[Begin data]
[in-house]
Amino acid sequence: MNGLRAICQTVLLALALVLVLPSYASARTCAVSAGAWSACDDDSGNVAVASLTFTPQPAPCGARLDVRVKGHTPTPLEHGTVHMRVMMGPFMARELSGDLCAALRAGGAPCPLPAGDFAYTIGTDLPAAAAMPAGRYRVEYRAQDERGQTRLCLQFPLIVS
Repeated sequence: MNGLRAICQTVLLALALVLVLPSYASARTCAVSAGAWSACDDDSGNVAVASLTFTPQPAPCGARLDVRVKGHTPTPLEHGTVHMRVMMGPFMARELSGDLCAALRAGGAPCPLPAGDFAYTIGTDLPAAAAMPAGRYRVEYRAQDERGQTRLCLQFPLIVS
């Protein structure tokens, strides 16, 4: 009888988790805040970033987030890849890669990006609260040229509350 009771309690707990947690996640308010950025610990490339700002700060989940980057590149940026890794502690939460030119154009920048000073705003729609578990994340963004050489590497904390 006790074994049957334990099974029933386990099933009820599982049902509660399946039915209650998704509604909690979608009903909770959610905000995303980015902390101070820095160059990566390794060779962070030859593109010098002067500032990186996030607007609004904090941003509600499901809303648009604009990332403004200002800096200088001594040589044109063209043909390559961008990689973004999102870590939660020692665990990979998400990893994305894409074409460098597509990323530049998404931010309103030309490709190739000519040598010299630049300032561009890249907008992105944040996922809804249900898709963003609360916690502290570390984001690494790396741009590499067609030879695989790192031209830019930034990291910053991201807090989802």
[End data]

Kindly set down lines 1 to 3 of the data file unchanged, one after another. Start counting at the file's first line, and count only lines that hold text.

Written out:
[in-house]
Amino acid sequence: MNGLRAICQTVLLALALVLVLPSYASARTCAVSAGAWSACDDDSGNVAVASLTFTPQPAPCGARLDVRVKGHTPTPLEHGTVHMRVMMGPFMARELSGDLCAALRAGGAPCPLPAGDFAYTIGTDLPAAAAMPAGRYRVEYRAQDERGQTRLCLQFPLIVS
Repeated sequence: MNGLRAICQTVLLALALVLVLPSYASARTCAVSAGAWSACDDDSGNVAVASLTFTPQPAPCGARLDVRVKGHTPTPLEHGTVHMRVMMGPFMARELSGDLCAALRAGGAPCPLPAGDFAYTIGTDLPAAAAMPAGRYRVEYRAQDERGQTRLCLQFPLIVS